(CFAM) — Pro-abortion organizations that strongly supported Joe Biden in the recent U.S. presidential election are hoping that after being inaugurated in January, he will immediately move to dismantle the pro-life policies enacted by President Donald Trump. Even before Biden became his party’s nominee, they had assembled their wish list.
Last year as a Democratic presidential nominee was emerging, a coalition of over 90 “reproductive rights” groups including Planned Parenthood published a detailed blueprint to advance their agenda both nationally and internationally. In August of this year, they released a list of “first priorities” for the next administration, beginning with an executive order declaring explicitly the president’s commitment to expand access to abortion in the U.S. and around the world.
Biden has already promised to rescind the Mexico City Policy, which was expanded under Trump to cover all global health funding. He has also promised to restore funding to the United Nations Population Fund (UNFPA) and reestablish the country’s membership with the World Health Organization (WHO).
The United States is already the largest contributor to global family planning, with an estimated $608 million budgeted for family planning and reproductive health in fiscal year 2019. The “first priorities” of abortion groups calls for that amount to be increased to $1.6 billion, including $111 million for UNFPA. And, it seeks to abscond HIV/AIDs funding that has an annual budget of over $6B for the purchase of birth control commodities.
They also call on the next president to remove the pro-life restrictions on foreign aid funding, such as the Helms Amendment that blocks direct funding for abortions overseas and the Kemp-Kasten Amendment that safeguards family planning funding from promoting coercive practices. The Siljander Amendment currently prohibits U.S. funding from being used to lobby either for or against abortion in foreign countries. Abortion groups are asking that it be modified to only prohibit pro-life lobbying.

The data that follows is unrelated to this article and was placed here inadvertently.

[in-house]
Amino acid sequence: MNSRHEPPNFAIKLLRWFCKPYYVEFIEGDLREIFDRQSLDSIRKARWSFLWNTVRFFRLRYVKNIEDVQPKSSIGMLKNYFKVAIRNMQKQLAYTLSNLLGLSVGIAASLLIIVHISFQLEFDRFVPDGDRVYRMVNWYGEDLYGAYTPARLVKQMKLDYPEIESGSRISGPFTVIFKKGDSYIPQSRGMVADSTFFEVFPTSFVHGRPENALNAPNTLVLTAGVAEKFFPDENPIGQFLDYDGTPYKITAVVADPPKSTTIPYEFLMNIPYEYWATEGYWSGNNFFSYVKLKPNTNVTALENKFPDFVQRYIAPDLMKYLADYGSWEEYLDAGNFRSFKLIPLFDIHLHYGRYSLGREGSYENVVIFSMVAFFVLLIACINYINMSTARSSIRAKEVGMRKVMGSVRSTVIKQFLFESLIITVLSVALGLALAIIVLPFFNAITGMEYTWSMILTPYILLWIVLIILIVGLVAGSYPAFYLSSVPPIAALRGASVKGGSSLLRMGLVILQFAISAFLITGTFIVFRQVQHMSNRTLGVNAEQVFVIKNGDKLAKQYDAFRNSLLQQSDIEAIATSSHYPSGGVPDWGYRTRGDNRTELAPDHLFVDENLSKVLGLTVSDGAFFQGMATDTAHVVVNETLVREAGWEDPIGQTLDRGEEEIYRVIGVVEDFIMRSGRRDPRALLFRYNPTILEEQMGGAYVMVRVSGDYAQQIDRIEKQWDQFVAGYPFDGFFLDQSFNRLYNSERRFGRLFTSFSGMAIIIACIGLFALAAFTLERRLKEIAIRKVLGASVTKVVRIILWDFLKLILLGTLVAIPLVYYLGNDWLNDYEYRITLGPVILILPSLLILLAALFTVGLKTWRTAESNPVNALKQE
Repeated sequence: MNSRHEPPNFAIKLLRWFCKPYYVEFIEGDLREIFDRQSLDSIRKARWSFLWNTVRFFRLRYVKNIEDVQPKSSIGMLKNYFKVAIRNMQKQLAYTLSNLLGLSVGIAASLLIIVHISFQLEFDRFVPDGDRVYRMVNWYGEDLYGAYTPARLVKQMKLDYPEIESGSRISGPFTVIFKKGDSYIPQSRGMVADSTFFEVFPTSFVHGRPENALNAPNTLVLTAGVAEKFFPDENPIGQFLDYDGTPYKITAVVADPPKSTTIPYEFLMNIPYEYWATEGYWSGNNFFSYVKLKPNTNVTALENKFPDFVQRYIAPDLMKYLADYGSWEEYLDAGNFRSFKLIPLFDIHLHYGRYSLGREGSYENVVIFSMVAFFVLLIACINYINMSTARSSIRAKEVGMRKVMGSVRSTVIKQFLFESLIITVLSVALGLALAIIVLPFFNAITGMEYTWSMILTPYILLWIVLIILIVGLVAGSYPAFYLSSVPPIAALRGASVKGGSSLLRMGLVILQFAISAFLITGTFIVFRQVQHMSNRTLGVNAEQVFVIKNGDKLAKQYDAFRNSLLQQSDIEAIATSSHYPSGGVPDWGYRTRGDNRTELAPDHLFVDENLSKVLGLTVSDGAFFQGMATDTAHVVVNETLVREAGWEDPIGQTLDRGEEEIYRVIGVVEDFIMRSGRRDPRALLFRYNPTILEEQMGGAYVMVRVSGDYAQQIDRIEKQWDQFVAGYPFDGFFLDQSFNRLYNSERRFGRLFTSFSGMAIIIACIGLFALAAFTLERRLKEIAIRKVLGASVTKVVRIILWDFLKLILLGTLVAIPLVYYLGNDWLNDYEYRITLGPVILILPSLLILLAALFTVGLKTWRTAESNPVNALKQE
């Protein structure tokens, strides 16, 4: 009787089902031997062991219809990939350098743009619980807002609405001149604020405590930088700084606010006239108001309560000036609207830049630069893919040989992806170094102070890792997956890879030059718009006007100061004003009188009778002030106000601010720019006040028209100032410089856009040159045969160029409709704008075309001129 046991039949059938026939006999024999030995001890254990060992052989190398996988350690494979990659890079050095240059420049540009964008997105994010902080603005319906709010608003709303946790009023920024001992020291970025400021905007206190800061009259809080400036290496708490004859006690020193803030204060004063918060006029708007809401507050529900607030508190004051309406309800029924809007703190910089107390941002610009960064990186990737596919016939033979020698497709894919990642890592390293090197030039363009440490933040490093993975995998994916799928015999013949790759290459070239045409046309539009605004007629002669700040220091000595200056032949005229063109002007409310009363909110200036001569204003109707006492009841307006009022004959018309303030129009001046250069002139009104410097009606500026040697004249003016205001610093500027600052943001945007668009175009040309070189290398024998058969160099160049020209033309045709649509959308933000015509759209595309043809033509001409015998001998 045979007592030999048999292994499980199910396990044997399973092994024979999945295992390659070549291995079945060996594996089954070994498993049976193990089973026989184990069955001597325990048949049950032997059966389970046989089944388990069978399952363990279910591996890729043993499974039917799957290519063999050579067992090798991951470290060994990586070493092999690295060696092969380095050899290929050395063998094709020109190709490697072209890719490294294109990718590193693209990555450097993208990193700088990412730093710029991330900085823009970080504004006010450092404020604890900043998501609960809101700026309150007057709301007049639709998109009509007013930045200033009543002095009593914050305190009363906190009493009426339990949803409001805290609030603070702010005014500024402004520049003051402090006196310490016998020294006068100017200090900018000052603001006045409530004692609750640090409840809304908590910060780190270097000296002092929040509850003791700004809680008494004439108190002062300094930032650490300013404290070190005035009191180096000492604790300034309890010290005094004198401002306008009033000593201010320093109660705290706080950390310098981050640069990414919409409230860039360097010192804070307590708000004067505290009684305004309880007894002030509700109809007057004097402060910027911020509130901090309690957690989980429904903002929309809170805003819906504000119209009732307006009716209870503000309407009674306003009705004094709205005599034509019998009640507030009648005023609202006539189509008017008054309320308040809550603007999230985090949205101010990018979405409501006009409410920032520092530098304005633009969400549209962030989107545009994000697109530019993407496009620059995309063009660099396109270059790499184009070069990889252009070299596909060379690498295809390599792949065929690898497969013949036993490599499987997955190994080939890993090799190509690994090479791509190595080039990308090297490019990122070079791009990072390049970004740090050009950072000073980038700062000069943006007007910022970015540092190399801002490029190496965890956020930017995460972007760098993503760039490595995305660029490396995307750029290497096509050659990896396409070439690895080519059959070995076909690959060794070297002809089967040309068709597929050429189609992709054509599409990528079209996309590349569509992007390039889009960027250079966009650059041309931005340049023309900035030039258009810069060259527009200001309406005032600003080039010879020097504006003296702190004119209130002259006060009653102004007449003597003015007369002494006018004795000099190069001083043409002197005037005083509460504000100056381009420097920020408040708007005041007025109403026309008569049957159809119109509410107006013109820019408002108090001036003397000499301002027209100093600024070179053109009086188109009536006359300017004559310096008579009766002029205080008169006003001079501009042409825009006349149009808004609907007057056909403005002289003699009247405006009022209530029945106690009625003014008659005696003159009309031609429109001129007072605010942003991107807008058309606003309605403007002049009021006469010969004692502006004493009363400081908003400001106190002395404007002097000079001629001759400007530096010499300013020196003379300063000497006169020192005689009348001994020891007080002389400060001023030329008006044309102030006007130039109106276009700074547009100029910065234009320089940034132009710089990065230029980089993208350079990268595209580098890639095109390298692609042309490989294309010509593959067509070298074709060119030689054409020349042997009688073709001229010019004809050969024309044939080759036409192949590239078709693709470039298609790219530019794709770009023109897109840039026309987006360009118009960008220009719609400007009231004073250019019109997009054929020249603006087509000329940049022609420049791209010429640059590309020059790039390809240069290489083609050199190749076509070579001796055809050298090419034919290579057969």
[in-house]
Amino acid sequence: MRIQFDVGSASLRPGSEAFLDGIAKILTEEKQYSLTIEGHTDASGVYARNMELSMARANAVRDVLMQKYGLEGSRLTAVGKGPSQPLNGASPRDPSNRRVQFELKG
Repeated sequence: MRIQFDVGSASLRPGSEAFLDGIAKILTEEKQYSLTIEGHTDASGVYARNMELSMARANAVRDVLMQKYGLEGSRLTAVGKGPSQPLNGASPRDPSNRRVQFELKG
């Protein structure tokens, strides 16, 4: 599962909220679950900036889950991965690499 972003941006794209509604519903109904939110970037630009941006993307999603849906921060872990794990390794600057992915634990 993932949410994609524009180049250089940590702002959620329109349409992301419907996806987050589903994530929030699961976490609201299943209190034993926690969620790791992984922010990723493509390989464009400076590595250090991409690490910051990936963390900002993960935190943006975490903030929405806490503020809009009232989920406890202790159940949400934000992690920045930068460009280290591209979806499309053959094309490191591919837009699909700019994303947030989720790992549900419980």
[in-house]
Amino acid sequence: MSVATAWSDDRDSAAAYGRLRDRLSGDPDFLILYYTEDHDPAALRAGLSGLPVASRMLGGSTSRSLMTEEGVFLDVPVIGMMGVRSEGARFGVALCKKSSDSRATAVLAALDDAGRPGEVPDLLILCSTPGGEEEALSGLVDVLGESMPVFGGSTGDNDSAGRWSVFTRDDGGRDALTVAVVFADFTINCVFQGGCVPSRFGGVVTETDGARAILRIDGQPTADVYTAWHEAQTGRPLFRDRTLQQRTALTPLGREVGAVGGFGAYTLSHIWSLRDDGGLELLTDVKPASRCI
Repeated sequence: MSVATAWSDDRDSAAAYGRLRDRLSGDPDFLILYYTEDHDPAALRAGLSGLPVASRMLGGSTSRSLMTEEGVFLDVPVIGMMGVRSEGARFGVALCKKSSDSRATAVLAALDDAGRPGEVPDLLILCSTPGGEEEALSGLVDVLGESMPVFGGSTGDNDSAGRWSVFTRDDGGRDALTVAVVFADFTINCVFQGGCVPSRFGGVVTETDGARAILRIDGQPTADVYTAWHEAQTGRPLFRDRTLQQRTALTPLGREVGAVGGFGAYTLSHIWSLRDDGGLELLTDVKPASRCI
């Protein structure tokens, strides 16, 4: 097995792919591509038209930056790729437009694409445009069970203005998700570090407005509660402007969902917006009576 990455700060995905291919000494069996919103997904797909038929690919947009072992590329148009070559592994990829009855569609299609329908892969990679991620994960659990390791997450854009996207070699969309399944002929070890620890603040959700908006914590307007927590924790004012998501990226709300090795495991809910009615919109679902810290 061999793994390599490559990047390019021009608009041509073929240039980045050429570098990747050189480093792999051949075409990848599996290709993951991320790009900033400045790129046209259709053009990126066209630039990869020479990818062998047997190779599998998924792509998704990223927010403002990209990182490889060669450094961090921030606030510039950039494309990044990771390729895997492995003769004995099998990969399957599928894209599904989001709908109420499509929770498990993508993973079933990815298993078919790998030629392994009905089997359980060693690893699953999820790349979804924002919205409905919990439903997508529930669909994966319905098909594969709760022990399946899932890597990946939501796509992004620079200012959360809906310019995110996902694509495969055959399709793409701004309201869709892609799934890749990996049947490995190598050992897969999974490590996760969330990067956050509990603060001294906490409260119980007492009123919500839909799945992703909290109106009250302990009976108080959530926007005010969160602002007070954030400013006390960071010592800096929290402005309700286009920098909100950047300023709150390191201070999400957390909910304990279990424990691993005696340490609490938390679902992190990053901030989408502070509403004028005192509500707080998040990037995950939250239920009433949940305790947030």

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Some of these would require changes to legislation, which is the role of Congress, not the President. If the Senate remains under Republican control, the pro-life protections in law are likely to remain in effect. Though the Helms amendment could be redefined to include funding for abortions under some exceptions. The Obama administration took preliminary steps to do the same before Congress was alerted and the Administration halted its plan.
Nevertheless, the executive branch has a great deal of control in U.S. foreign policy, and the “first priorities” document calls on the president to direct the State Department to “champion sexual and reproductive health and rights (SRHR) in UN meetings and multilateral forums.”
As a first step, this would mean “adopting and advancing comprehensive definitions of SRHR and comprehensive sex education,” as they have not been formally accepted or defined in UN negotiations.
One priority of abortion groups that Biden appears likely to support is the appointment of strident “reproductive rights” advocates throughout his administration. Unlike Trump’s political appointees, who encountered numerous roadblocks when working with career civil servants who opposed the President’s policies, Biden’s team would likely face less obstruction.
After the election was called for Biden, the president of California’s Planned Parenthood affiliates delivered a statement highlighting the “blueprint” document. “The list is long,” she acknowledged, but promised that Planned Parenthood “will be there to hold this administration accountable for its promises to the American people every step of the way.”